Too hungry to sate himself on what WWE had to offer, Ryback/The Big Guy left Vince McMahon’s employ in 2016, looking for a rival organization willing to feed him more. Pardon the punning around, but there’s something literal about this catchphrase as well. Ryback’s departure very directly related to the amount of money he and fellow WWE superstars were paid for their services and the fact he felt lower tier employees weren’t remunerated properly. Although most people accept the main-event level performers would get paid more, Ryback felt this was bad business, as everyone on the show contributes in his or her own way. He might have a small point somewhere in there, but it’s not one Vince McMahon is at all interested in hearing. Regardless of the fact Ryback looks like exactly the sort of wrestler McMahon loves, he’ll probably never get a second chance in WWE because of these comments. The one thing McMahon loves more than a big, buff superstar is the almighty dollar, and people who try and argue he should part with it more freely rarely stick around for long.
One would never realize it looking at her today, but believe it or not, there was actually a point in time when Sunny’s cry of “I know you want me” was a wholly accurate statement. Things didn’t turn out all too well for the self-proclaimed first diva in wrestling, having long fallen from grace as a highly acclaimed manager to her current life as a largely maligned adult-film actress. Her choice of work notwithstanding, Sunny’s personal life is also entirely out of control, with at least one DUI per year almost a guarantee at this point. Recently, Sunny was sentenced to rehab in relation to her constant traffic charges, yet even successful completion of the program may not be enough for Vince McMahon to ever forgive her. Not 20 years ago, Sunny was genuinely the biggest female star in wrestling, and that she would lower herself to adult entertainment is a poor reflection on the WWE Universe in general, at least insofar as McMahon is concerned.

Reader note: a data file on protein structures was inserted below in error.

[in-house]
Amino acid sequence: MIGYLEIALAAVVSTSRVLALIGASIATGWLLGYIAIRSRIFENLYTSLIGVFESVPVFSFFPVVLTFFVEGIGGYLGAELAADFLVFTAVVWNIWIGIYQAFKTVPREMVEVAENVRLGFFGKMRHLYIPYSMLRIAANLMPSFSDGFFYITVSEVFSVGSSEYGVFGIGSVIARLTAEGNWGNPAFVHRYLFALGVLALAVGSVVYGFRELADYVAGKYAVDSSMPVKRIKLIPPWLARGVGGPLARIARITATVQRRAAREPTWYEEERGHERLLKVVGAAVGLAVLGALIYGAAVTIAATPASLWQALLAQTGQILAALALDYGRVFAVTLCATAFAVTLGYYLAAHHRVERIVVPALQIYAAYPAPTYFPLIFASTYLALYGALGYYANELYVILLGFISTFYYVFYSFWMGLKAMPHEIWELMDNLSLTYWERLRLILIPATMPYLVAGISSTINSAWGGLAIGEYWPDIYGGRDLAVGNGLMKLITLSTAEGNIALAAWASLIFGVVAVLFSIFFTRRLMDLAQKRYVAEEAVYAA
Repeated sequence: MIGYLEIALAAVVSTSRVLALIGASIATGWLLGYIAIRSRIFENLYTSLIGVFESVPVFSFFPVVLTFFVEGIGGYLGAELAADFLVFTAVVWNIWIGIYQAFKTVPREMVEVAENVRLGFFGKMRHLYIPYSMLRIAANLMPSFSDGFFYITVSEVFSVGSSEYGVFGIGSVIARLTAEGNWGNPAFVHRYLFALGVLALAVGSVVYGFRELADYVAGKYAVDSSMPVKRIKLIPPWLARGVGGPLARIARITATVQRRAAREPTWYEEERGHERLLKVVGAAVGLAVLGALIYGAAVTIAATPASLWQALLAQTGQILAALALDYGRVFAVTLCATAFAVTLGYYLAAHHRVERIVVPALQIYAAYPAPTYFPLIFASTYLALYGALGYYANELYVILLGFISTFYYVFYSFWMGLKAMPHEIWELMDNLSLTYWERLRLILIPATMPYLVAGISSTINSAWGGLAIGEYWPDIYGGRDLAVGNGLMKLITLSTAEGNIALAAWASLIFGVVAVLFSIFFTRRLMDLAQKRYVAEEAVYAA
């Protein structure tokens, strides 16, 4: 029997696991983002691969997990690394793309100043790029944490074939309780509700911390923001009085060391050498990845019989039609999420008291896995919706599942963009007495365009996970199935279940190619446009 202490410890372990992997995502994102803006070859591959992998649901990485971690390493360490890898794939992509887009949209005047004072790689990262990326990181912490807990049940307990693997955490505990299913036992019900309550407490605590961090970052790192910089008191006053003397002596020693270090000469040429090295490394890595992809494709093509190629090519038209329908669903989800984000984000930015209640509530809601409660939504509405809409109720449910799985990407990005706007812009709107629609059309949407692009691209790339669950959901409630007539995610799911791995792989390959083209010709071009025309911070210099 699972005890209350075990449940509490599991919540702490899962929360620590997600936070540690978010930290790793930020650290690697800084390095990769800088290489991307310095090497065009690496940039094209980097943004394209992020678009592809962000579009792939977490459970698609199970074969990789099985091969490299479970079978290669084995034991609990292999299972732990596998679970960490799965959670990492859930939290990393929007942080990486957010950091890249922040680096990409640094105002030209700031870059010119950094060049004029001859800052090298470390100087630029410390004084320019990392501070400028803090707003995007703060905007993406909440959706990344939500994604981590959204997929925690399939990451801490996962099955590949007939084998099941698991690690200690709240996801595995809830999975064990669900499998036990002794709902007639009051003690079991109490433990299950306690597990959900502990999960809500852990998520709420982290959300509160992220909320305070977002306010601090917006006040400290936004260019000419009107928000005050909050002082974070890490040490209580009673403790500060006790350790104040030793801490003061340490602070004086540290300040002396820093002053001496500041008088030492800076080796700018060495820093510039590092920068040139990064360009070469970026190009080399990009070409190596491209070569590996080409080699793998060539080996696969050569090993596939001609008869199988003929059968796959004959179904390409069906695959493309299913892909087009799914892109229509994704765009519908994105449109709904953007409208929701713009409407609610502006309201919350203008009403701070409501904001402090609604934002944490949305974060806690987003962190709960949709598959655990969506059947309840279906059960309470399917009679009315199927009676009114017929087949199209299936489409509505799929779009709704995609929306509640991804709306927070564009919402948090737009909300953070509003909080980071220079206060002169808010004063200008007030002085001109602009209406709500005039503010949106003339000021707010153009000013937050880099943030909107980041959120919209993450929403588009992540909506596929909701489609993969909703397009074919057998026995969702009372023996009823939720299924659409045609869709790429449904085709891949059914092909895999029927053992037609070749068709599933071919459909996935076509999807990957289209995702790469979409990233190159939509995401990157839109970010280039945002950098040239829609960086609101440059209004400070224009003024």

12. Alberto Del Rio
Having already had two chances at main-event runs in WWE, it would’ve been fair to guess Alberto Del Rio didn’t have much reason to hope he might work for Vince McMahon ever again regardless of what he’s been up to lately. Of course, given what he’s been saying, it wouldn’t matter if those two runs ended on better terms than they did. Since leaving WWE the second time, Del Rio has been extremely public about his distaste for the company, and though most of his vitriol is directed at Triple H, it isn’t like this doesn’t offend Vince, too. Del Rio’s highly tumultuous relationship with former WWE Divas Champion Paige is also a major concern to the company, and knowing that allowing Del Rio back would bring those two closer is yet another reason McMahon is going to avoid doing so.